Meatless Mondays Are Painless
The vegan Amy Burger at Amy’s Drive-Thru in Rohnert Park, California. Photo by Tony Webster. Amy’s Kitchen started in 1987 making organic and vegetarian frozen and convenience foods for sale in supermarkets around the country, and in 2105 opened the Rohnert Park restaurant, their first.
Replacing meat in the diet of the world’s people is enormously important, and probably the biggest single step toward ameliorating climate change other than reducing fossil fuel use, which would incidentally also be a byproduct of reducing livestock farming. Animal suffering would also be greatly relieved, because the situation now is horrific and getting worse as Americans and other Western peoples eat meat at least once a day, and in some places for every meal, and hundreds of millions people more in China and India aspire to the same relatively affluent lifestyles of Westerners. Factory farming of animals will become a larger industry still as the demand for meat goes up worldwide.
A scene from the 2002 film My Big Fat Greek Wedding, directed by Joel Zwick and written by Nia Vardalos, who also portrays the bride, with John Corbett as the groom. Eating meat is such an ingrained part of personal identity and social custom that most people give it little thought. Anyone who has ever been vegetarian or vegan, however, soon becomes aware of how others react to that news with bafflement or acceptance or, oddly, hostility, because refusal to eat meat is to such people a repudiation of their hospitality and identity, and possibly an indictment of their morality if the chief reason for not eating meat is because of animal suffering or the environment. It’s interesting that often the best way to smooth the ruffled feathers of meat eaters upset over learning of a vegetarian or vegan in their midst is to tout the health benefits of giving up meat, a reason that will usually gain their understanding and assent.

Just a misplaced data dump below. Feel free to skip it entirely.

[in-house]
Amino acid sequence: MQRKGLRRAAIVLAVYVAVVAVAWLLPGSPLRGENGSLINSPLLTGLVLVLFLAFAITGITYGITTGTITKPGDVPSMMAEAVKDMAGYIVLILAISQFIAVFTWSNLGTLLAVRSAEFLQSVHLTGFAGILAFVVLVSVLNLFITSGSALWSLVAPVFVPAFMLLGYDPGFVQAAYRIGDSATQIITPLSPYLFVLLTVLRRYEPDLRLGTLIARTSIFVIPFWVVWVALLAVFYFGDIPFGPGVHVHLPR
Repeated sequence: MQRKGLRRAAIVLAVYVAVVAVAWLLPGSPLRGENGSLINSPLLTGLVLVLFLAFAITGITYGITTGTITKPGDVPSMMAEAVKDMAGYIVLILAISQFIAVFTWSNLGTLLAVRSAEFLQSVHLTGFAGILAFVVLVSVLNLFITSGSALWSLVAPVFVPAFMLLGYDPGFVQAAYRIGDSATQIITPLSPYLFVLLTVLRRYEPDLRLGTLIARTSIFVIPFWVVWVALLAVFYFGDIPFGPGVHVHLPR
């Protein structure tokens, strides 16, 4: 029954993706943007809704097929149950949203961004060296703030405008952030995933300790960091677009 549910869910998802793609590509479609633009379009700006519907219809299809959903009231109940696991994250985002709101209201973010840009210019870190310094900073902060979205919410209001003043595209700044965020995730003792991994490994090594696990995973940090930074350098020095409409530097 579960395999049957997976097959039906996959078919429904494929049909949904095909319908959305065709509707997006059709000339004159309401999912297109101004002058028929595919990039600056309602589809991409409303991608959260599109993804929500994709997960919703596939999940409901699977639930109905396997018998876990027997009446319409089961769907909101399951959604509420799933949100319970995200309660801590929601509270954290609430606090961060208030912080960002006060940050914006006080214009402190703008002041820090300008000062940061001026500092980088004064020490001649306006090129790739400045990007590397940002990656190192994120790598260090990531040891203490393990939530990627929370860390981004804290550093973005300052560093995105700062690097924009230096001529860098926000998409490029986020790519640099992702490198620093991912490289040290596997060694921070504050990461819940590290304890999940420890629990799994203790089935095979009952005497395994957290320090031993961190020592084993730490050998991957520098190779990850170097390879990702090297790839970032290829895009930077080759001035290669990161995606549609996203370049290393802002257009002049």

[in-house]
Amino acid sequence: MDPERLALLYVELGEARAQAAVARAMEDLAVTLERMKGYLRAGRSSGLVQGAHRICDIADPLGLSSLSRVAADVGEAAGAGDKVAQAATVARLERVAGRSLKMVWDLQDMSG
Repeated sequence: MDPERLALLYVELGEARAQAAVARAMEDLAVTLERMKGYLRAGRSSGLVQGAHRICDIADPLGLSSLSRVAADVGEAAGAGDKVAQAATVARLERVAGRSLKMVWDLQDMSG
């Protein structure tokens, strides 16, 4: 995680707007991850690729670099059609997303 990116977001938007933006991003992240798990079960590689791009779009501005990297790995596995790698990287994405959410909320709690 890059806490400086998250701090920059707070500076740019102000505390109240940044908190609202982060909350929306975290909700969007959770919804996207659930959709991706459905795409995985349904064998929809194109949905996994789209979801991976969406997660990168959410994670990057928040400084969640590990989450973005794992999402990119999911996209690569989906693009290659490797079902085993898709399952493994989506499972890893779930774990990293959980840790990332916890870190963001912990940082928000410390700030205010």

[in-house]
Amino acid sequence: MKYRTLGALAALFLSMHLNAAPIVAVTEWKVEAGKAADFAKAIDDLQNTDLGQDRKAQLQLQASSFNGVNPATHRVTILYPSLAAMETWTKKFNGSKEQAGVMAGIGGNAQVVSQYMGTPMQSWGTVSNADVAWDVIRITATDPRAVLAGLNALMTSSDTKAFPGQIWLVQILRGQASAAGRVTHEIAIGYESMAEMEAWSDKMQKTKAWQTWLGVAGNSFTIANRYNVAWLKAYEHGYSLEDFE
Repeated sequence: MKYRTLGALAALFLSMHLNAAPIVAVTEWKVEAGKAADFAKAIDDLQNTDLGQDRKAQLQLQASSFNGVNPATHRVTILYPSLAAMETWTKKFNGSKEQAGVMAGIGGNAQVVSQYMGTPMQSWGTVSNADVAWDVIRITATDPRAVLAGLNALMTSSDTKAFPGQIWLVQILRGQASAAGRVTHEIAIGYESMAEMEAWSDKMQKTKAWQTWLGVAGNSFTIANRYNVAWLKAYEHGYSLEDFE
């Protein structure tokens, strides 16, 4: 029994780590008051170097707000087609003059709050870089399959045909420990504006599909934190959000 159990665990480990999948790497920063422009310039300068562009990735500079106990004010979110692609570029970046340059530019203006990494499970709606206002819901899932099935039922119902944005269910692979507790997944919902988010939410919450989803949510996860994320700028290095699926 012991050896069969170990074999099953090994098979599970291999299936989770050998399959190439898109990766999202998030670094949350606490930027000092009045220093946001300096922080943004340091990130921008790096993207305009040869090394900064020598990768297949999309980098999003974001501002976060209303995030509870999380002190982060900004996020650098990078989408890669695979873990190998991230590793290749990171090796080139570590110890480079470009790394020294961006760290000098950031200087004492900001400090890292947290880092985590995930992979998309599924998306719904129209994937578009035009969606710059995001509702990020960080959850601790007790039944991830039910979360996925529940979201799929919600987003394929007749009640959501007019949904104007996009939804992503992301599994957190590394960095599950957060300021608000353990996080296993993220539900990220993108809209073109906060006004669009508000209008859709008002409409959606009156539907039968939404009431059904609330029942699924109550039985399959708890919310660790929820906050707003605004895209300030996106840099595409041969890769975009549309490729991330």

Consumers want more meat even though it’s not healthy for them. People will also eat more sugar than is good for them if they have the money and the opportunity. These are desires hard wired into human beings, and while some people can overcome them through will power however gained, most cannot, or even have a desire to try. For those people, the majority, give them a meat substitute at a comparable price to real meat, and satisfy their other needs for taste and nutrition and the most difficult need of all, but probably the most crucial, the carnivorous kernel in the brain that is the cause of all the social customs around eating meat or not eating meat, give those people that and the climate and the environment will be better for it, the animals all around the earth will be better for it, and those meat eaters themselves will be better for it, whether they understand and acknowledge it or not.